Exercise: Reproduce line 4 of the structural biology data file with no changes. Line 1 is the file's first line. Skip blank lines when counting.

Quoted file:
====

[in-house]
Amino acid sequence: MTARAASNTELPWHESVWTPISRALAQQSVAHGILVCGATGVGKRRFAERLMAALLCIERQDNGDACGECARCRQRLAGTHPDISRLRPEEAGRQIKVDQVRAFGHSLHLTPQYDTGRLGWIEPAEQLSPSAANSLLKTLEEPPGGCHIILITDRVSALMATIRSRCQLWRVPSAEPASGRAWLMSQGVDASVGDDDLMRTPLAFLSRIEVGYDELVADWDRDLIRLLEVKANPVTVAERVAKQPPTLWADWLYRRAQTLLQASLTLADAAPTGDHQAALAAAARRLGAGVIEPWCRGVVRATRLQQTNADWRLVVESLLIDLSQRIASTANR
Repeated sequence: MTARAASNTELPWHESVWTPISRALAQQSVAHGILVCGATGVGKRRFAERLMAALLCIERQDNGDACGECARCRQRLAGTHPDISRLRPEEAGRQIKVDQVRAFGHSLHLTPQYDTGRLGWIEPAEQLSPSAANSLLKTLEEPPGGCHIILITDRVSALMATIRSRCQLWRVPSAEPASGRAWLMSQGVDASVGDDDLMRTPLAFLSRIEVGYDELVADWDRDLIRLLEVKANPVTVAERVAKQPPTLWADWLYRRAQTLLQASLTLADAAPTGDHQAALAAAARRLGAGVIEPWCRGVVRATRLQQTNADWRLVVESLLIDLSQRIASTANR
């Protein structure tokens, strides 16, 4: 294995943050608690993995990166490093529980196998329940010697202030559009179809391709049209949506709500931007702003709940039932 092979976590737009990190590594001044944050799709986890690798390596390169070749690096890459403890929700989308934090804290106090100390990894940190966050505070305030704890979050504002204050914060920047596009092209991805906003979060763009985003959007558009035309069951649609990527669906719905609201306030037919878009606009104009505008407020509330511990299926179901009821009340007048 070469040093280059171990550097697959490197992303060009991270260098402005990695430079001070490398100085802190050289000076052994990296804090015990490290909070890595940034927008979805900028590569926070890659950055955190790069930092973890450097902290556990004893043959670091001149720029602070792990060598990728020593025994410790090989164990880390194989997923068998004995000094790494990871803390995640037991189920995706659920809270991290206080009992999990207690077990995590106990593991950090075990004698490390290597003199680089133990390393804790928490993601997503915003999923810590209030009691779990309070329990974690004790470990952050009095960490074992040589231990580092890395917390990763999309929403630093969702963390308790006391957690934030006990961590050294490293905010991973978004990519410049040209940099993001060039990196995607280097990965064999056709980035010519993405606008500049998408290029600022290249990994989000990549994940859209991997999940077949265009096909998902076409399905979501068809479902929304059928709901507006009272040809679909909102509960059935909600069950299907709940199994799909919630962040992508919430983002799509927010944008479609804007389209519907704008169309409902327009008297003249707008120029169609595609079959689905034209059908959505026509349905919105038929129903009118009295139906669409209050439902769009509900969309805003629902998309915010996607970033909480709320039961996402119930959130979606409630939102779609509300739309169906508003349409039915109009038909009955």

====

């Protein structure tokens, strides 16, 4: 294995943050608690993995990166490093529980196998329940010697202030559009179809391709049209949506709500931007702003709940039932 092979976590737009990190590594001044944050799709986890690798390596390169070749690096890459403890929700989308934090804290106090100390990894940190966050505070305030704890979050504002204050914060920047596009092209991805906003979060763009985003959007558009035309069951649609990527669906719905609201306030037919878009606009104009505008407020509330511990299926179901009821009340007048 070469040093280059171990550097697959490197992303060009991270260098402005990695430079001070490398100085802190050289000076052994990296804090015990490290909070890595940034927008979805900028590569926070890659950055955190790069930092973890450097902290556990004893043959670091001149720029602070792990060598990728020593025994410790090989164990880390194989997923068998004995000094790494990871803390995640037991189920995706659920809270991290206080009992999990207690077990995590106990593991950090075990004698490390290597003199680089133990390393804790928490993601997503915003999923810590209030009691779990309070329990974690004790470990952050009095960490074992040589231990580092890395917390990763999309929403630093969702963390308790006391957690934030006990961590050294490293905010991973978004990519410049040209940099993001060039990196995607280097990965064999056709980035010519993405606008500049998408290029600022290249990994989000990549994940859209991997999940077949265009096909998902076409399905979501068809479902929304059928709901507006009272040809679909909102509960059935909600069950299907709940199994799909919630962040992508919430983002799509927010944008479609804007389209519907704008169309409902327009008297003249707008120029169609595609079959689905034209059908959505026509349905919105038929129903009118009295139906669409209050439902769009509900969309805003629902998309915010996607970033909480709320039961996402119930959130979606409630939102779609509300739309169906508003349409039915109009038909009955």